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Classic selection for the weekend of
October 29 - 31, 1999

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Dr. Jekyll and
Mr. Hyde

      Dr. Jeckyll and Mr. Hyde

Most classic horror films star unknown actors and low cost special effects. However, the 1941 remake of Dr. Jeckyll and Mr. Hyde was driven by the star power and eclectic casting of Spencer Tracy, Lana Turner and Ingrid Bergman.

Set in 1887, Tracy plays the refined, well-known and respected Dr. Jeckyll. Sir Charles, the father of his fiancé, Beatrix (Turner), is pushing Jeckyll to establish a traditional and lucrative medical practice. However, Jeckyll is fascinated with his recent studies of the human mind. He believes each person has a good side and a dark side, which can be controlled with the proper chemicals. Jeckyll feels his studies and experiments will yield medicine to cure metal illness. Although he is discouraged by peers, he forges ahead.

Driven by his desire to prove critics wrong and show his genius, Jeckyll cannot receive approval to test any of his mind-altering drugs on humans, so he decides to use himself as a test subject. He discovers a chemical that unleashes the dark side of man and successfully transforms into an alter ego, Mr. Hyde, who embodies all of his darkest desires and fantasies.

After Sir Charles threatens to end Jeckyll's engagement to Beatrix, the Doctor seeks relief from the pressure. He has been working long hours and his most trusted peers feel he has gone too far. Tired of being proper, mannered and responsible, Jeckyll takes the chemical to transform into Mr. Hyde and goes out for a wild night on the town. Soon, he cannot control his behavior, transforms without the drugs and goes mad, leading Mr. Hyde to kidnap a barmaid, Ivy (Ingrid Bergman), who he helped save from a previous attacker. Will Jeckyll be able to control his wild side? Will he be able to marry Beatrix? Will he kill Ivy or someone else?

Tracy was the perfect choice for the film after displaying great versatility playing both mob tough guys (Up the River) and a clergy man (Boys Town). He was one of the few actors in Hollywood who could convincingly play good and evil without driving the audience away. Tracy particularly shines as Mr. Hyde. With the help of some great make-up, he is able to play a wild, Neanderthal man driven by primal urges. Tracy is so adept at playing the evil villain that you will probably have a hard time believing that it's him. He is frightening.

This was a big role for Lana Turner. After being discovered in Schwab's drugstore while sipping a soda at the counter, Turner became known as "The Sweater Girl" because she was wearing a tight fitting, sexy sweater at the time - an outfit she would wear in many of her films. After starring in such romps as Dancing Co-Ed, These Glamour Girls, Love Finds Andy Hardy and Ziegfeld Girl, Turner wanted to breakout from her image as a "sweater sweetheart". This role gave her that opportunity and helped transform her into a more glamorous star.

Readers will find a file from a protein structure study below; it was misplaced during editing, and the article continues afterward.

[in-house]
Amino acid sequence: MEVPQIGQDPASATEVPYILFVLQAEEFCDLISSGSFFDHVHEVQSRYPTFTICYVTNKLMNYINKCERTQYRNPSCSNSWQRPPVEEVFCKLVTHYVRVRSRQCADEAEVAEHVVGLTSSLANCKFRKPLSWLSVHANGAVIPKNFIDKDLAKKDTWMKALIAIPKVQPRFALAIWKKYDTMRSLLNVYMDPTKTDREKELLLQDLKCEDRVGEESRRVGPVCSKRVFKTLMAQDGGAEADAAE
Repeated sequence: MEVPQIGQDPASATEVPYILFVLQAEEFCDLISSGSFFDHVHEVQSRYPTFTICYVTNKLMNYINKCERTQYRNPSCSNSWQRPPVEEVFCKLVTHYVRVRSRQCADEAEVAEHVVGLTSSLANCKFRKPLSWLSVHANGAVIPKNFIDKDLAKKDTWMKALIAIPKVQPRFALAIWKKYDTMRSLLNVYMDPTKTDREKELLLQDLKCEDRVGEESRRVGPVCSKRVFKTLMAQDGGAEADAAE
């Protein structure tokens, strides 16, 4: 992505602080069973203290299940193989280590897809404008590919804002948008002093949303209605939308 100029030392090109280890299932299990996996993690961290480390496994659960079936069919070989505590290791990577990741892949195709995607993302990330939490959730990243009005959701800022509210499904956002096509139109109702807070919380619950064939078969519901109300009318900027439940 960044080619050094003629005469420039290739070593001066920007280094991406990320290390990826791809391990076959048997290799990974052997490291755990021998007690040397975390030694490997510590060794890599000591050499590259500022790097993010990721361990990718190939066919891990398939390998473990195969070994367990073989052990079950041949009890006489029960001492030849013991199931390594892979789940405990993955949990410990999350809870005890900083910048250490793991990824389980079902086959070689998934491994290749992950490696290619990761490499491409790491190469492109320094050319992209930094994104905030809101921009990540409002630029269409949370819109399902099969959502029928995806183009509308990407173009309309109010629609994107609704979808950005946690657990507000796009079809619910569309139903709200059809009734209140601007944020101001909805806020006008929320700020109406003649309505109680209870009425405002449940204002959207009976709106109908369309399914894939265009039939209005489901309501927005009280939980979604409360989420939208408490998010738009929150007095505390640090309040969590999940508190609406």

Ingrid Bergman also deserves kudos for her role. She plays the sexy barmaid from the wrong side of town that stirs Dr. Jeckyll's passions. Early in the movie, she is in control and using her feminine wiles to seduce the Doctor, but later in the film, she cowers and pleads for the mercy of a mad man. It is a daring character considering that the studio, after this film, started to promote her as a wholesome role model throughout the 40's even as she appeared in scandalous roles such as Notorious.

Bergman achieved great success on the Swedish screen throughout the 30's, which led legendary producer David O. Selznick to bring her to America. She appeared in several films before starring in Casablanca. In the late forties, she was taken with the work of Italian director Roberto Rosellini. She wrote him a letter asking to work with him.

In 1949, Bergman shocked the world by leaving her husband and young daughter for Rossellini as they were making the film Stromboli. She was pregnant with the first Rossellini-Bergman child. The events almost destroyed her career as religious groups, women's clubs and politicians criticized her publicly. One Senator claimed on the senate floor that Bergman was, "Hollywood's apostle of degradation" and "a free love cultist." The charges came during the 1950's red scare, a time when all public figures were under extreme scrutiny for any communist or anti-American sentiment, especially foreigners. Bergman's career was destroyed until her Oscar winning comeback in 1956's Anastasia. Her marriage to Rossellini was annulled in 1958, but yielded that son and two daughters, one of whom is Isabella Rossellini. She later married a Swedish stage producer, but they divorced in 1975.

If you want to view a traditional Hollywood horror film this weekend, rent Dr. Jeckyll and Mr. Hyde.

Grade: A

Director: Victor Fleming

Writer: John Lee Mahn


Spencer Tracy ……………… Dr. Jeckyll/Mr. Hyde

Lana Turner ………………… Beatrix

Ingrid Bergman ……………...  Ivy

Ian Hunter …………………..  John

Donald Crisp ………………..  Sir Charles

Frances Robinson …………… Marsha

Copyright 1999 -